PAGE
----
My latest image is a wide field (aprox 3.5 degree) of the M16 region. This part of the sky is very hard to reach from my house, so it has taken two nights effort to produce this image.

M16 likes to hide behind hedges and tree and houses. I cannot image it before it reaches transit, and then I only get two hours on it before it hides behind the rooftops. However, the Eagle nebula makes up for its awkward location by its large brightness. This is a very bright object. Even imaging it at 20 degrees elevation I could see the central nebula clearly on 1 second 4x4 binning framing shots. Signal wise the central portion is a very easy target - if this object was in Cassiopeia or Cygnus then it would probably be up there with the North American in imaging popularity.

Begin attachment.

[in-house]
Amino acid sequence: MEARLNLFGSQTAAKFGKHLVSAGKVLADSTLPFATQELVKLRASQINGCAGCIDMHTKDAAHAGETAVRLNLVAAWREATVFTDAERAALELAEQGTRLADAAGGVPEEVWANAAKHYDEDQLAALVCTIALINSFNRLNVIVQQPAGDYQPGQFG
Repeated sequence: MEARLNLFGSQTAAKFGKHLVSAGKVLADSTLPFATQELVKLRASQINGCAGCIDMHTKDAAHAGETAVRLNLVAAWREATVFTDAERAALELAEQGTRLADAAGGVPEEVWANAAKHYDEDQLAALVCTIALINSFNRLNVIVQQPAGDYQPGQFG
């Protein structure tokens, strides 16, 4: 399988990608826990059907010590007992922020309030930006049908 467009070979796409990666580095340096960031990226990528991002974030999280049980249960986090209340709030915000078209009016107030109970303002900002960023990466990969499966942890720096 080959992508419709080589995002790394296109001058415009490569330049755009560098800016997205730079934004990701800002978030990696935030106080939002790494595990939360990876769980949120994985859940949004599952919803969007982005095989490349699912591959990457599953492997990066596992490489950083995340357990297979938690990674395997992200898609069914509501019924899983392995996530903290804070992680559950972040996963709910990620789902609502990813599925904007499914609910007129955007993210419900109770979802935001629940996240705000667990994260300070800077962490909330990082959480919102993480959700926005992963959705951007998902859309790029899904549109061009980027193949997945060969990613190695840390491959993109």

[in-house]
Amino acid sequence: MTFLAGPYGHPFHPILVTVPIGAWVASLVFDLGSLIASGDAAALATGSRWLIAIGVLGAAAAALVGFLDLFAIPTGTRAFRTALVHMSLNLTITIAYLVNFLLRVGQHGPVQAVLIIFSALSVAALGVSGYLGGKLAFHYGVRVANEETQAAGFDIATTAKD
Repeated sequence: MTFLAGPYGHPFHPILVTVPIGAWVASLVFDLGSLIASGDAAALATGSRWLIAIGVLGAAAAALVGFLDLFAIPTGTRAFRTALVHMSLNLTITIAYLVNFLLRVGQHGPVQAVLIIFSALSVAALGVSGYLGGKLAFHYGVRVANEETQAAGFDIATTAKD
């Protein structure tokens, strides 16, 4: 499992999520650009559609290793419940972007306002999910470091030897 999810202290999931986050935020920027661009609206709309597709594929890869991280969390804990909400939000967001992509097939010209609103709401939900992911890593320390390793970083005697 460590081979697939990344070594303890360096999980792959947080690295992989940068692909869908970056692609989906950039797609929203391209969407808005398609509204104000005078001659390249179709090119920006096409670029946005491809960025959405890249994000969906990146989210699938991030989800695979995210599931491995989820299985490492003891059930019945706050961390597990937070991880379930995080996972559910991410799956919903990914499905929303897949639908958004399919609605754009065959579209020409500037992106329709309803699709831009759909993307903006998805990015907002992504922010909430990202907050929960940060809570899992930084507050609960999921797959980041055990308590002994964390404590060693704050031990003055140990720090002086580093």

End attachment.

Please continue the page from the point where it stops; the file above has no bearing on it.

I used data from two nights to produce this image.

Click here for the full resolution image and details

m16 eagle nebula

I am quite pleased with the result considering how much muck I am shooting through. When your eye follows the line of the scope, all you can see is orange haze and not a single star. The power of narrowband filters to get a decent image out of terrible skies is always of constant wonder to me.

The Eagle Nebula is of course the target of one of the most famous Hubble images - the Pillars of Creation shot. Well, the pillars are in there, right in the middle - you can just make them out. The attraction of these features is probably the reason you don't see so many wide field shots of this region.